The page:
And Broadway came to Nigeria, in colors as unforgettable and familiar as our motherland.
On the 19th of September 2009, Aboriginal productions delivered it’s first child on the Muson Center,Lagos stage. The progeny was called Oluronbi (The Musical). With two different shows catering to an audience of over 700, a newborn was introduced to the world. The clear-cut story was humorous and the language well understood.
The show began on time, was completely sold out and had people standing in the wings. An arresting and melodious medley launched the first scene. Impervious to the sound problems that usually characterize most Nigerian shows, it pulled you in and told a tale that spoke volumes of history. The beautiful choreography was in sync and perfectly executed. Actors and dancers performed not only with their skills but also with their hearts and it showed in their glowing faces and wide smiles. They were at home on the stage. Original, elaborate and appropriate costumes were on display and the stage was transformed, the props and settings absolutely believable. If these were the same performers in the first show, fatigue was not a word that existed in their dictionary. They poured their souls into every note and motion. Exceptional lighting placed the characters in the precise halo that was necessary. Even the stage effects were artistically adorned. Setting and rearranging the stage was a performance in itself.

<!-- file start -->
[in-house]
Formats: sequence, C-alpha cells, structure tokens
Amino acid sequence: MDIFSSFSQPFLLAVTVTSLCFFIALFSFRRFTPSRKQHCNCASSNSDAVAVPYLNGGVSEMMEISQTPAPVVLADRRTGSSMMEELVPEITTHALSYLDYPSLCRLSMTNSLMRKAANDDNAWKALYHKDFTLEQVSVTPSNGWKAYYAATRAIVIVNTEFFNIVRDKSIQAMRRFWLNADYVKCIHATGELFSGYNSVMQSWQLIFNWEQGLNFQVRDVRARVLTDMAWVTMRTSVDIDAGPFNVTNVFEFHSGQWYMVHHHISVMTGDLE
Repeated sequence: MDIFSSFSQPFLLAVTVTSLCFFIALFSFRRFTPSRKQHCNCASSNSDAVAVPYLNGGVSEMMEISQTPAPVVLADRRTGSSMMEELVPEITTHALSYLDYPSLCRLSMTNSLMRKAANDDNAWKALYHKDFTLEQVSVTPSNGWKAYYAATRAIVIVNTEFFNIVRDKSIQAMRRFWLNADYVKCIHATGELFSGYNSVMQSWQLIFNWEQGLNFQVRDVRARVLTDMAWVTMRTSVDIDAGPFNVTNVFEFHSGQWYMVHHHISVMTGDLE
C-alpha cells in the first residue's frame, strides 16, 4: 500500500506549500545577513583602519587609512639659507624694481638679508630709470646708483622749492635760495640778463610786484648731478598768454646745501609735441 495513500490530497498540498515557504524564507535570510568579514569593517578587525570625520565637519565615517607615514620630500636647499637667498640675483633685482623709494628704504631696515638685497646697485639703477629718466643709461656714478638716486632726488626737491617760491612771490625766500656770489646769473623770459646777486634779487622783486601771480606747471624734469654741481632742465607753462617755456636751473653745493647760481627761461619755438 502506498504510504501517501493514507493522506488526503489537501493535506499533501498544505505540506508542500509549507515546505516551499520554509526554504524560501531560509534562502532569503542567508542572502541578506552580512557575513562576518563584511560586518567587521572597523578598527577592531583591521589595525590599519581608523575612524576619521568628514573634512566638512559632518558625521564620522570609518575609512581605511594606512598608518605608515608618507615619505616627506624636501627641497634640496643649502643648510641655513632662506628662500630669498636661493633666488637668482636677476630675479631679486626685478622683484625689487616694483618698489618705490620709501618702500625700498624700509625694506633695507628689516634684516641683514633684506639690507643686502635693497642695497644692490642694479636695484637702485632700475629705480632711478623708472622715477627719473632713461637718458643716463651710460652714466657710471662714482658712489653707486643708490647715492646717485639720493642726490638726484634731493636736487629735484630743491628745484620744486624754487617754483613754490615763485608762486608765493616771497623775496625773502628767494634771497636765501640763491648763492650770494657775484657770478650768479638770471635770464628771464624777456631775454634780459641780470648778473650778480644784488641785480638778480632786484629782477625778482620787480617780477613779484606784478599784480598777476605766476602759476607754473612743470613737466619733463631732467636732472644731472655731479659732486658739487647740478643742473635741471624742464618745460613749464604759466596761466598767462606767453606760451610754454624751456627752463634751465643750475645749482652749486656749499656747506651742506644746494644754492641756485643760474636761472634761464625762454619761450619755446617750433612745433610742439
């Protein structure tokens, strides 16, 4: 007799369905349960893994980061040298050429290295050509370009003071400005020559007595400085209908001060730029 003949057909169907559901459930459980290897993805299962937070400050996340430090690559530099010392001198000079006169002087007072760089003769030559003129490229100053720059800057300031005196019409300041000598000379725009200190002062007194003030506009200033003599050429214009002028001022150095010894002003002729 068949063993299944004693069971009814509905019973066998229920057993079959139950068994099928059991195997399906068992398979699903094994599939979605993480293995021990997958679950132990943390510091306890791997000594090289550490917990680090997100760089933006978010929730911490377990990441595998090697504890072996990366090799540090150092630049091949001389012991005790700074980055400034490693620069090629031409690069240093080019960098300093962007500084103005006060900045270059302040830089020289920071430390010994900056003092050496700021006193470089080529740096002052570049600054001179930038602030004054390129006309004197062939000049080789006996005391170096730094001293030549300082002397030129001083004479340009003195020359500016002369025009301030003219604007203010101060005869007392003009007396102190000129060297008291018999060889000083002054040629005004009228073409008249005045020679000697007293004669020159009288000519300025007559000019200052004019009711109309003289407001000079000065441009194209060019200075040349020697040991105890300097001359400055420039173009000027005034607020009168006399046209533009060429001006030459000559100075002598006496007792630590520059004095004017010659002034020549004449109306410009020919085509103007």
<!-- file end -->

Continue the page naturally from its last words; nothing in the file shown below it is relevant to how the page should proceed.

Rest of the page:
Cast and crew comprised notable talents such as Omawumi Megbele, Yinka Davies, Waje Iruobe, Timi Dakolo, Dolapo Ogunwale, Niki Laoye , Kehinde Ayeni, Ayo Faboro, Toba Gold, Seun Kentebe, Hafiz Oyetor, Rotimi Folarunsho, the Ivory Ambassadors Troupe, Victor Eze-Okwuchukwu, Ayotunde Aladese and the ever charming Iretiola Doyle to mention but a few.
Oluronbi is every woman. She is the barren insecure wife, the loving overbearing mother, the antagonistic mother-in-law and the unsure yet domineering queen. Utibe-Abasi Nkanga-Olomola beautifully portrayed all aspects of womanhood and made it a performance to behold. Catharsis swept through the audience at the end when Oluronbi was forced to relinquish the child she promised and the curtain call received a standing ovation.
Superb is the category that this revived foray into the musical falls into. The Arts have returned to our land and they have come to stay.